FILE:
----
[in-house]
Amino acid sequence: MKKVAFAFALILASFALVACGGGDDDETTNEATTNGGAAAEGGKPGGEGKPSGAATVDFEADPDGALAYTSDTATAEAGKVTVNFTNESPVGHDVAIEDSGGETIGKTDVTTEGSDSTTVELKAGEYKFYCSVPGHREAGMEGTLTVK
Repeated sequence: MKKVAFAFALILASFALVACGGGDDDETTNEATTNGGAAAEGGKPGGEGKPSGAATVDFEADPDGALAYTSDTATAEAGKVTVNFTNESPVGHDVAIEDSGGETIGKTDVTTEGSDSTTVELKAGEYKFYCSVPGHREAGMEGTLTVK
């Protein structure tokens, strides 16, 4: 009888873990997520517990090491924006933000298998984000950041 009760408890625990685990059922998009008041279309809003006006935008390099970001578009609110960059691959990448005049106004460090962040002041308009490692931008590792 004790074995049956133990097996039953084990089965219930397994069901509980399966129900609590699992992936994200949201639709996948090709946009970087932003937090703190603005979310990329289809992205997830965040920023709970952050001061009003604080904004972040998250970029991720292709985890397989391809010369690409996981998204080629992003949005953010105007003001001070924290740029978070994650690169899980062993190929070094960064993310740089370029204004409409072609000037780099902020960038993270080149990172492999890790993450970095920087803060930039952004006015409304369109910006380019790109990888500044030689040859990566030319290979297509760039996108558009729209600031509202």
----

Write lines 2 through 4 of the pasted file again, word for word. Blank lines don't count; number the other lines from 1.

Amino acid sequence: MKKVAFAFALILASFALVACGGGDDDETTNEATTNGGAAAEGGKPGGEGKPSGAATVDFEADPDGALAYTSDTATAEAGKVTVNFTNESPVGHDVAIEDSGGETIGKTDVTTEGSDSTTVELKAGEYKFYCSVPGHREAGMEGTLTVK
Repeated sequence: MKKVAFAFALILASFALVACGGGDDDETTNEATTNGGAAAEGGKPGGEGKPSGAATVDFEADPDGALAYTSDTATAEAGKVTVNFTNESPVGHDVAIEDSGGETIGKTDVTTEGSDSTTVELKAGEYKFYCSVPGHREAGMEGTLTVK
């Protein structure tokens, strides 16, 4: 009888873990997520517990090491924006933000298998984000950041 009760408890625990685990059922998009008041279309809003006006935008390099970001578009609110960059691959990448005049106004460090962040002041308009490692931008590792 004790074995049956133990097996039953084990089965219930397994069901509980399966129900609590699992992936994200949201639709996948090709946009970087932003937090703190603005979310990329289809992205997830965040920023709970952050001061009003604080904004972040998250970029991720292709985890397989391809010369690409996981998204080629992003949005953010105007003001001070924290740029978070994650690169899980062993190929070094960064993310740089370029204004409409072609000037780099902020960038993270080149990172492999890790993450970095920087803060930039952004006015409304369109910006380019790109990888500044030689040859990566030319290979297509760039996108558009729209600031509202």